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Martin David Kamen (August 27, 1913, Toronto – August 31, 2002, Montecito, California) was an American chemist who, together with Sam Ruben, co-discovered the synthesis of the isotope carbon-14 on February 27, 1940, at the University of California Radiation Laboratory, Berkeley.
Kamen was born on August 27, 1913, in Toronto, the son of Russian Jewish immigrants. He grew up in Chicago. He received a bachelor's degree in chemistry from the University of Chicago in 1933 and obtained a PhD in physical chemistry from the same university in 1936. Thereafter he sought a research position in chemistry and nuclear physics under Ernest Lawrence at the radiation laboratory in Berkeley, where he worked without pay for six months until being hired to oversee the preparation and distribution of the cyclotron's products. Although carbon-14 was previously known, the discovery of the synthesis of carbon-14 occurred at Berkeley when Kamen and Ruben bombarded graphite in the cyclotron in hopes of producing a radioactive isotope of carbon that could be used as a tracer in investigating chemical reactions in photosynthesis. Their experiment resulted in production of carbon-14.
In 1943, Kamen was assigned to Manhattan Project work at Oak Ridge, Tennessee, where he worked briefly before returning to Berkeley. He was fired from Berkeley in 1945 after being accused of leaking nuclear weapons secrets to Russia, and for a time was unable to obtain an academic position, until being hired by Arthur Holly Compton to run the cyclotron program in the medical school of Washington University at St. Louis. Kamen taught the faculty how to use radioactive tracer materials in research, and his own interests gradually shifted into biochemistry.
Martin Kamen died August 31, 2002, at the age of 89 in Montecito (Santa Barbara), California. He was a longtime resident of Casa Dorinda retirement home, where he was well-liked and admired for helping others.
By bombarding matter with particles in the cyclotron, radioactive isotopes such as carbon-14, were generated. Using carbon-14, the order of events in biochemical reactions could be elucidated, showing the precursors of a particular biochemical product, revealing the network of reactions that constitute life. Kamen is credited with confirming that all of the oxygen released in photosynthesis comes from water, not carbon dioxide. He also studied the role of molybdenum in biological nitrogen fixation, the biochemistry of cytochromes and their in photosynthesis and metabolism, the role of iron in the activity of porphyrin compounds in plants and animals, and calcium exchange in cancerous tumors.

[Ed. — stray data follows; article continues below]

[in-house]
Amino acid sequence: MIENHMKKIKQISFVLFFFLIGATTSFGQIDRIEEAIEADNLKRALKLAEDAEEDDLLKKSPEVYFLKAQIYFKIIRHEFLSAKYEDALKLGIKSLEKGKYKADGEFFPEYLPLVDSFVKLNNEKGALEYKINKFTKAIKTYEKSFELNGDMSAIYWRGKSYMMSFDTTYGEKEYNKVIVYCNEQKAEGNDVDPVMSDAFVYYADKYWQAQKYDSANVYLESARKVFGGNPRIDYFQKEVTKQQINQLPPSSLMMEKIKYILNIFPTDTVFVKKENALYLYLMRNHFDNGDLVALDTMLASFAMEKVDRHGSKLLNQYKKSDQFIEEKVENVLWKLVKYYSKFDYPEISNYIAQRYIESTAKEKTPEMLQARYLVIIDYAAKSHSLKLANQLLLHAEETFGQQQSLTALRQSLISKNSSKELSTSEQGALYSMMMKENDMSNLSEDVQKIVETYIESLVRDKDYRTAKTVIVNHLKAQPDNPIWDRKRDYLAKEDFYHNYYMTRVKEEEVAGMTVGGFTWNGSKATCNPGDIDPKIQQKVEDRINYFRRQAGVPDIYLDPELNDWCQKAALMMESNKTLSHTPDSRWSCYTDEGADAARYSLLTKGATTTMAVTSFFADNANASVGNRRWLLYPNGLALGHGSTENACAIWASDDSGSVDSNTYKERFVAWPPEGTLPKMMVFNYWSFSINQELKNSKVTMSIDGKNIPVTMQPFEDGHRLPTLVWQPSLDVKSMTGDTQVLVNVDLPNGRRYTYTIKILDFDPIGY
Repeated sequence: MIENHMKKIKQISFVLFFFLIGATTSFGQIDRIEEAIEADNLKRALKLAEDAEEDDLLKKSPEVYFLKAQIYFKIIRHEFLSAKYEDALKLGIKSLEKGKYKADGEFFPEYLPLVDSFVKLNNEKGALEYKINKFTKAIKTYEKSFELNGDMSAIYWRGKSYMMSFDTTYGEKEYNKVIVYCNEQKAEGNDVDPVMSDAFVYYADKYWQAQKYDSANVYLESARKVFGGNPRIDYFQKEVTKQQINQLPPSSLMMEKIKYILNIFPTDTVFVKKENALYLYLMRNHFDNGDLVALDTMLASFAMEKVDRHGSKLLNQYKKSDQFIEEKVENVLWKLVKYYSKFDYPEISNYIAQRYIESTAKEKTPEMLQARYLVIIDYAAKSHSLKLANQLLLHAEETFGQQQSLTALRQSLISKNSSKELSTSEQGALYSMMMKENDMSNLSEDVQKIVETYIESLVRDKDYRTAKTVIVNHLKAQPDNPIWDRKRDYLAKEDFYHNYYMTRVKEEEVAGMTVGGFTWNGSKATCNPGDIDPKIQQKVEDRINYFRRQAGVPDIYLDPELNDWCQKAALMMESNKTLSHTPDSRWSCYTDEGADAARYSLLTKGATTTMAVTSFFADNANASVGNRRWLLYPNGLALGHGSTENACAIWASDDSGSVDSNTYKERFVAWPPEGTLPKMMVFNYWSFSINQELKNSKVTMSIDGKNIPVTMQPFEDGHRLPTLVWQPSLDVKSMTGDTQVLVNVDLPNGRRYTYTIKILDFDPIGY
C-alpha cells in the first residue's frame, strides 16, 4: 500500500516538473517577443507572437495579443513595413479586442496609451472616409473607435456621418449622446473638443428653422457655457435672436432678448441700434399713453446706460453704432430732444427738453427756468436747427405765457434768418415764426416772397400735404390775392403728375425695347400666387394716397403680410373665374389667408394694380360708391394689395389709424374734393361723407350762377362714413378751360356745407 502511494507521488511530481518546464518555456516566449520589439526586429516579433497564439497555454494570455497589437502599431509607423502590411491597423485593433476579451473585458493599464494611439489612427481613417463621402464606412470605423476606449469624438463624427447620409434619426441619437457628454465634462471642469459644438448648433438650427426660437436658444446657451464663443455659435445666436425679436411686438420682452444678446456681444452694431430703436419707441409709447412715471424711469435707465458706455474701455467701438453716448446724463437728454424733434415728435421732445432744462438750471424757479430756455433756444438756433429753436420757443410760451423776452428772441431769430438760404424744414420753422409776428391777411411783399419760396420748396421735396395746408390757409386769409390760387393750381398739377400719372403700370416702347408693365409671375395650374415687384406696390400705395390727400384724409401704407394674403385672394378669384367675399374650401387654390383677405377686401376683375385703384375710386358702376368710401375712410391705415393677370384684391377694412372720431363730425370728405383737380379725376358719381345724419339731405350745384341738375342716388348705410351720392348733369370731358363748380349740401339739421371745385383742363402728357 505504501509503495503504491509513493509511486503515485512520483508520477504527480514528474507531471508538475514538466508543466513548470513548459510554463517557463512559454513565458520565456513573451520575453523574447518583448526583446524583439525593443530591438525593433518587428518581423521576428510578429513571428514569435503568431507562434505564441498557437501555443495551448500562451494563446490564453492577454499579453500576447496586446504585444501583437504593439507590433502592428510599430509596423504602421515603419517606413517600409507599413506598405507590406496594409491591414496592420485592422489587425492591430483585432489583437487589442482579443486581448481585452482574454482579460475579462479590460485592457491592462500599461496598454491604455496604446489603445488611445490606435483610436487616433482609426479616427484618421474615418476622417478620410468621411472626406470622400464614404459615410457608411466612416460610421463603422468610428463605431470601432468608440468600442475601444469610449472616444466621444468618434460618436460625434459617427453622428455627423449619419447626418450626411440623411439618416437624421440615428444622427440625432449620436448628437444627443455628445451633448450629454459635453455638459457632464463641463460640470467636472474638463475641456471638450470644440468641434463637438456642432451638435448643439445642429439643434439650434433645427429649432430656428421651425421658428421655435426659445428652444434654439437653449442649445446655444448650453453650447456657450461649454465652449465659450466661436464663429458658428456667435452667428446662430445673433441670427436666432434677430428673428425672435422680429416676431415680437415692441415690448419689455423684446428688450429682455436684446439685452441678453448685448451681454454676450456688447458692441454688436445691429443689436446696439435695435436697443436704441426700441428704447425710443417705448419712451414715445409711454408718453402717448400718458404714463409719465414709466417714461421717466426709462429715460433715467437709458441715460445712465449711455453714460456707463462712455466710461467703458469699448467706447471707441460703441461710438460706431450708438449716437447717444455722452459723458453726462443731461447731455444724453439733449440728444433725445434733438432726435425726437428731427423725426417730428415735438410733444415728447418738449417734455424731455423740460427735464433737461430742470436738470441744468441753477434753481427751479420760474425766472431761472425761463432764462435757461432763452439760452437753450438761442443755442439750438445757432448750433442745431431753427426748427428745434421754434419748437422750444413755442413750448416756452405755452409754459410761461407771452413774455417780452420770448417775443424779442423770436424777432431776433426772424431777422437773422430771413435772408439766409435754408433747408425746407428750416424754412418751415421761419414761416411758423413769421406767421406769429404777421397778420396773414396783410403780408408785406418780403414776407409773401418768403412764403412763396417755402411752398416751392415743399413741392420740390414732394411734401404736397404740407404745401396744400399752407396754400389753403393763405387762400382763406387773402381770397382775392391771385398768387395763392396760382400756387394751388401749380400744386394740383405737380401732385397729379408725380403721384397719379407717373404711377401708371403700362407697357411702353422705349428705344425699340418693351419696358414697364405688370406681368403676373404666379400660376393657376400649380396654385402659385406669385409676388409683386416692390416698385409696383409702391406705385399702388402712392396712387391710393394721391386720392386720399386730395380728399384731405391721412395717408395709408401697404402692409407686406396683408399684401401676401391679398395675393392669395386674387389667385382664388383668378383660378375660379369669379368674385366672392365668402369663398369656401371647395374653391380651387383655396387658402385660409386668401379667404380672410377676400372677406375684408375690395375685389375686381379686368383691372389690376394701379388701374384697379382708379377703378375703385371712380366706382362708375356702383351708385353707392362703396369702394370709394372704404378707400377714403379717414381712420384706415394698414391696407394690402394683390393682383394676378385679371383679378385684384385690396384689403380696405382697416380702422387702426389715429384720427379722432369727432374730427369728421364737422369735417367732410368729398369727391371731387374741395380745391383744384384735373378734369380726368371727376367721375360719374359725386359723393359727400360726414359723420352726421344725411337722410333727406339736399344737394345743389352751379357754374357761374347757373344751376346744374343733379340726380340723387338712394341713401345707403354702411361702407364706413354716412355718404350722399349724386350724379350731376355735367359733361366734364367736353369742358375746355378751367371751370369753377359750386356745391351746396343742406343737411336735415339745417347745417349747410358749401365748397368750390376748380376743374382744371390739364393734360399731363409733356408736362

Accusations of Communist spy activity
Kamen came under long-term suspicion of espionage activity beginning in 1944. He described his experiences during this era in his autobiography, Radiant Science, Dark Politics. He first aroused suspicion while working at Oak Ridge. A cyclotron operator prepared radioactive sodium for an experiment, and Kamen was surprised that the resulting sodium had a purple glow, indicating it was much more intensely radioactive than could be produced in a cyclotron. Kamen recognized immediately that the sodium must have been irradiated in a nuclear reactor elsewhere in the facility. Because of wartime secrecy, he had not been aware of the reactor's existence. He excitedly told his colleagues about his discovery. Shortly thereafter, an investigation was launched to find out who had leaked the information to Kamen.
After returning to Berkeley, Kamen met two Russian officials at a party given by his friend, the violinist Isaac Stern, whom he sometimes accompanied as a viola player in social evenings of chamber music. The Russians were Grigory Kheifets and Grigory Kasparov, posted as undercover KGB officers in the Soviet Union's San Francisco consulate. One of them asked Kamen for assistance in getting experimental radiation treatment for a colleague with leukemia. Kamen made inquiries, and in appreciation the official invited him for dinner at a local restaurant. In the aftermath of the Oak Ridge incident, Kamen was under continuing surveillance by FBI agents who observed the July 1, 1944 dinner, where Kamen was alleged to have discussed atomic research with Kheifets. Kamen lost his Berkeley position shortly afterwards.
The House Committee on Un-American Activities summoned Kamen to testify in 1948. Subsequently the State Department refused to issue him a passport. In 1951 the Chicago Tribune named him as a suspected spy. Kamen attempted suicide. After a 10-year effort to establish his innocence and prove that he had been blacklisted as a security risk, he won a libel suit against the Tribune in 1955 and was able once again to obtain a passport.
Kamen became Guggenheim Fellowship recipient in 1956 and two years later he became a fellow of the American Academy of Arts and Sciences in 1958. In 1962, Kamen was elected as a member of the National Academy of Sciences. On April 24, 1996, he became a winner of the Enrico Fermi Award. He was awarded the 1989 Albert Einstein World Award of Science.
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- Report of January 11, 1944, FBI Silvermaster File, serial 3378.
- US House of Representatives, 80th Congress, Special Session, Committee on Un-American Activities, Report on Soviet Espionage Activities in Connection with the Atom Bomb, September 28, 1948 (US Gov. Printing Office) pp. 181, 182.
- "Comintern Apparatus Summary Report".
- "The Shameful Years: Thirty Years of Soviet Espionage in the United States," December 30, 1951, U.S. Congress, House of Representatives, Committee on Un-American Activities, 39–40.
- John Earl Haynes and Harvey Klehr, Venona: Decoding Soviet Espionage in America, Yale University Press (1999), pgs. 232, 236.